“We tend to view our senses as flawless and think that to see is to believe,” she said. “So it’s eye-opening to learn that our perceptions are flawed.”
UCLA remains one of the nation’s best values among public colleges and universities, according to the 2016 Best College Values ranking published today by Kiplinger Personal Finance.
For more than a year, this country has witnessed an extraordinary display by young folks protesting our nation’s racial disregard toward and violence against black bodies. Police brutality is being captured with greater frequency on cameras, proving true what black folks have complained about for decades.
Bluetongue disease is a viral infection that has killed approximately 2 million cattle in Europe over the past two decades. A new study has revealed the atomic structure of the Bluetongue virus, including the means by which it infects healthy host cells.
Can a new app that takes a scholarly yet playful approach to studying calligraphy help students learn to read classical Japanese texts the way people in 11th century Japan did?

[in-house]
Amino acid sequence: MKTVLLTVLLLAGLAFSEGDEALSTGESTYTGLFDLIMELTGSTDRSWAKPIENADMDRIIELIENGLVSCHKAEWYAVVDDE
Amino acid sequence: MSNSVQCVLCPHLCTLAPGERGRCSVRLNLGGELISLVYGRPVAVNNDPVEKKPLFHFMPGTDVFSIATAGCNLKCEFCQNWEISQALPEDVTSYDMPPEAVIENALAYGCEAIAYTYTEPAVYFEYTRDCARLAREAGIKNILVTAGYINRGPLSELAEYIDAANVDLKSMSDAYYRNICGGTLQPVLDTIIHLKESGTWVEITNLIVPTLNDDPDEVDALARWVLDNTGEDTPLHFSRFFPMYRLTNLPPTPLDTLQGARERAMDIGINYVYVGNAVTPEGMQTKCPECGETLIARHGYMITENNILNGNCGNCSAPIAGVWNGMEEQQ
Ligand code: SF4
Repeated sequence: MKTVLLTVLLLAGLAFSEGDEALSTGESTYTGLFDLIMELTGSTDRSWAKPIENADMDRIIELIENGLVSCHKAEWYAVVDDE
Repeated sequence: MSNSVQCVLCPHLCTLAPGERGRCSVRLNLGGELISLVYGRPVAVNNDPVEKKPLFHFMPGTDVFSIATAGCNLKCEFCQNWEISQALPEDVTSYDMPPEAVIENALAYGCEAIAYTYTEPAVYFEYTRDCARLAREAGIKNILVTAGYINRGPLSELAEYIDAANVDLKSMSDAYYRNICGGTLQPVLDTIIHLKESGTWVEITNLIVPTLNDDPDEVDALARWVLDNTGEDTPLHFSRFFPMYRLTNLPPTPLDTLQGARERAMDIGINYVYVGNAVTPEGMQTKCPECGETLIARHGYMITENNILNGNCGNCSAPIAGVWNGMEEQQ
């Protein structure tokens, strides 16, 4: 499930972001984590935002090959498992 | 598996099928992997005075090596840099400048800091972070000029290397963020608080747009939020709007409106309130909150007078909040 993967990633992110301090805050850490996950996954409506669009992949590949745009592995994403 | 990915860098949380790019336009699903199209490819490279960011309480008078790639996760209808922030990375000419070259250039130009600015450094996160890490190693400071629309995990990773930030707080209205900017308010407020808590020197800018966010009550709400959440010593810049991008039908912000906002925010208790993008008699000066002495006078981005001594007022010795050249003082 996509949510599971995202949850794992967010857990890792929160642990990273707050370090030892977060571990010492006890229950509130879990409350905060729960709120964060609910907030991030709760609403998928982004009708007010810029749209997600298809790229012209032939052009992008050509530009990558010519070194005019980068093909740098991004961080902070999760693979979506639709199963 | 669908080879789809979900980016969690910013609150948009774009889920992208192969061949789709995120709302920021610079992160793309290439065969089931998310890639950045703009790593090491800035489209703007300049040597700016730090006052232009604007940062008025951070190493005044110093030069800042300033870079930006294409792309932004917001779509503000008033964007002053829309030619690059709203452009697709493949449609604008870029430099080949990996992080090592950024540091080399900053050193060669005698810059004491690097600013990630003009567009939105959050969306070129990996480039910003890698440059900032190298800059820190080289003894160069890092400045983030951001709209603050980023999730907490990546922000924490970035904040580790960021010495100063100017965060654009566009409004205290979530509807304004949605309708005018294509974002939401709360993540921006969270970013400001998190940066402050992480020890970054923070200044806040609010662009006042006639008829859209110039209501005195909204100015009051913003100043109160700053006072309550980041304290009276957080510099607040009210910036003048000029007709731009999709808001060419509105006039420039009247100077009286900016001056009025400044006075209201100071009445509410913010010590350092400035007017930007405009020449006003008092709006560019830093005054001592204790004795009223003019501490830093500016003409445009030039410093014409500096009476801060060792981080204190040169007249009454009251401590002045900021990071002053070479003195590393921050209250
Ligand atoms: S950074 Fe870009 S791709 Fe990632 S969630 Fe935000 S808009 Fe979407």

As the public grapples with images of violent extremism advocated by the Islamic State group, UCLA students have developed a website and social movement aimed at slowing its spread by countering recruitment strategies.
Steven Nelson recently joined a long line of respected Africanists who have led the African Studies Center at the UCLA International Institute. And as its new director, he is working to cultivate a sense of community among faculty and students on campus with an interest in Africa.
Thanksgiving is the one national holiday that has avoided being despoiled by excessive commercialization. It is a time when families and friends gather to appreciate one another and be thankful.
Neil Garg, professor and vice chair for education in UCLA’s department of chemistry and biochemistry, has been selected as the 2015 Carnegie Foundation for the Advancement of Teaching California Professor of the Year.
Over time, some species become more tolerant of humans’ presence, but the extent to which they do is largely driven by the type of environment in which the animals live and by the animal’s body size, according to a comprehensive new analysis.